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Innovation in the sensor technology industry: A policy perspective

Management Summary:
In 2003 the Dutch Ministry of Economic Affairs published a document in which an analysis of the Dutch innovative performance was presented. It showed that The Netherlands are “losing momentum” and the present international competitive position is not as strong as it used to be. An important issue concerns the innovation paradox, which involves the problematic translation of results in fundamental research to industrial applications and economic gains. One industry in which such problems appear to be active is the sensor technology industry. The Netherlands hold a very strong position in fundamental sensor technology research. However, this strong position in fundamental research is not obviously translated to a strong internationally competitive sensor industry.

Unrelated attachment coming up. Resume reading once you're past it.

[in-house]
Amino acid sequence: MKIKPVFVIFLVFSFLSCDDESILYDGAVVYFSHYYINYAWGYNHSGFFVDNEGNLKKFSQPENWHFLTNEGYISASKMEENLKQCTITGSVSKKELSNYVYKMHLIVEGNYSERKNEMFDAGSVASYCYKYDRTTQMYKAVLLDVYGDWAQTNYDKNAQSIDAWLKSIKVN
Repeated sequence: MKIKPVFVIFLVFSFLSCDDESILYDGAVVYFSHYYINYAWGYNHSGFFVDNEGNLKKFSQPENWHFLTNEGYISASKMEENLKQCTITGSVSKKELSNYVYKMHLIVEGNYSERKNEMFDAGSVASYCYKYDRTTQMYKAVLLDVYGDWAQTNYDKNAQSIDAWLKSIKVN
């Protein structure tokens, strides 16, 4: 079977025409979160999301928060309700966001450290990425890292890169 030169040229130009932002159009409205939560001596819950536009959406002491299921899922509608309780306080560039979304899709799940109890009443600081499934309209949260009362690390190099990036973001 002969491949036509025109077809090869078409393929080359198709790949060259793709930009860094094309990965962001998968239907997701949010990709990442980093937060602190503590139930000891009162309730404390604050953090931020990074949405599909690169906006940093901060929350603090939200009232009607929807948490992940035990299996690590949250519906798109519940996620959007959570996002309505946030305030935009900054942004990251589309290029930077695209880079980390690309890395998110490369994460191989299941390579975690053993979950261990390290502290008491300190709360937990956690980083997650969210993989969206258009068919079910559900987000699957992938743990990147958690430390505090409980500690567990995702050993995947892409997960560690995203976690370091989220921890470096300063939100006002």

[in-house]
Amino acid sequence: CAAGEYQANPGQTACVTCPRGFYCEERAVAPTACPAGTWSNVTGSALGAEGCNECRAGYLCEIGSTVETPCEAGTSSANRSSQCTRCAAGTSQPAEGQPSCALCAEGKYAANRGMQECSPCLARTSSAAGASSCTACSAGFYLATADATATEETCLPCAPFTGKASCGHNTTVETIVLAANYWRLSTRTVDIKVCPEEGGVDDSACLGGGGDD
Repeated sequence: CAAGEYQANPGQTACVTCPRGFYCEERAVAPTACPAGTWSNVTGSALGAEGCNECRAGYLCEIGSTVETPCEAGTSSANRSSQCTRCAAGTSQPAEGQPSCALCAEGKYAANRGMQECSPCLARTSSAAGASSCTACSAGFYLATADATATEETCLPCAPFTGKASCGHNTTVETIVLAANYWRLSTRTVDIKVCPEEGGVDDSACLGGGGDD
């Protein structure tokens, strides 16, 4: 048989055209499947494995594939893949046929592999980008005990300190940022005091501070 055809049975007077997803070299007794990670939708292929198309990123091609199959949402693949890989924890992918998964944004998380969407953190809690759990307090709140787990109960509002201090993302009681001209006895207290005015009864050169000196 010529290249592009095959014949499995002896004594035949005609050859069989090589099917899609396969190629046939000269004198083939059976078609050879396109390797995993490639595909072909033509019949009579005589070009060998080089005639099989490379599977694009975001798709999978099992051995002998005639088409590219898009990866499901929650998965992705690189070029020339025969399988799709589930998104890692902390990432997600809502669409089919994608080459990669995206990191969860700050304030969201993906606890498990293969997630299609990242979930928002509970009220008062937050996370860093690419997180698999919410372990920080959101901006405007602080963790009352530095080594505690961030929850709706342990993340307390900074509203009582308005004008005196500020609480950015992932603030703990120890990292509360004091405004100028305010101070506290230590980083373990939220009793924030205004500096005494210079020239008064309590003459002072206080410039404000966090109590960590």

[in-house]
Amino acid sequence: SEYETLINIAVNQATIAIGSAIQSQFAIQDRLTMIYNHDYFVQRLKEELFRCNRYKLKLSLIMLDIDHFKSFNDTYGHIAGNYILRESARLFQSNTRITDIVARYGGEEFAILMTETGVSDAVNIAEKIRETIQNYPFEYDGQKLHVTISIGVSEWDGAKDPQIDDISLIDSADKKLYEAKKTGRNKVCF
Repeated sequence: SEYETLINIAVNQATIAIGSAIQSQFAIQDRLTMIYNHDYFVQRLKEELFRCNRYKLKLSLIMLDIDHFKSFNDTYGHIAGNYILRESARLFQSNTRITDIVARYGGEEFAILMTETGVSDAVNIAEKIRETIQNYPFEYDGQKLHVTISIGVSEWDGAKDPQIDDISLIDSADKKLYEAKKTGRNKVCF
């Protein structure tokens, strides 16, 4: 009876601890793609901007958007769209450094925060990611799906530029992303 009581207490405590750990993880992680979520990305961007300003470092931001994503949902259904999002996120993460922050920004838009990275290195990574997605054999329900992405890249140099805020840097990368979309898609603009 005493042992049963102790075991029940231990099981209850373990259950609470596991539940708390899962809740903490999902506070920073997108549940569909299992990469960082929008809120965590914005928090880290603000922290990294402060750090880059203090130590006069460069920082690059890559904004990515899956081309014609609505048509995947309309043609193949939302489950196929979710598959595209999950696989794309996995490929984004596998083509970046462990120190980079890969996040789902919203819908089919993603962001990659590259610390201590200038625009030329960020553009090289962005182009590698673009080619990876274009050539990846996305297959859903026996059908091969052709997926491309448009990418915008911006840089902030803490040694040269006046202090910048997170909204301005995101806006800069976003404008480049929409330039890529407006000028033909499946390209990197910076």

This thesis analyses the Dutch sensor technology field using a systems of innovation approach. This approach analyses the various actors that are involved in sensor technology and the relationships that exist between them. The most important actors involve the sensor technology firms, technical universities, research institutes (such as TNO), and various bridging and networking initiatives. The goal of this analysis is to determine how public policy can contribute to the innovative capacity of the sensor technology industry in the Netherlands.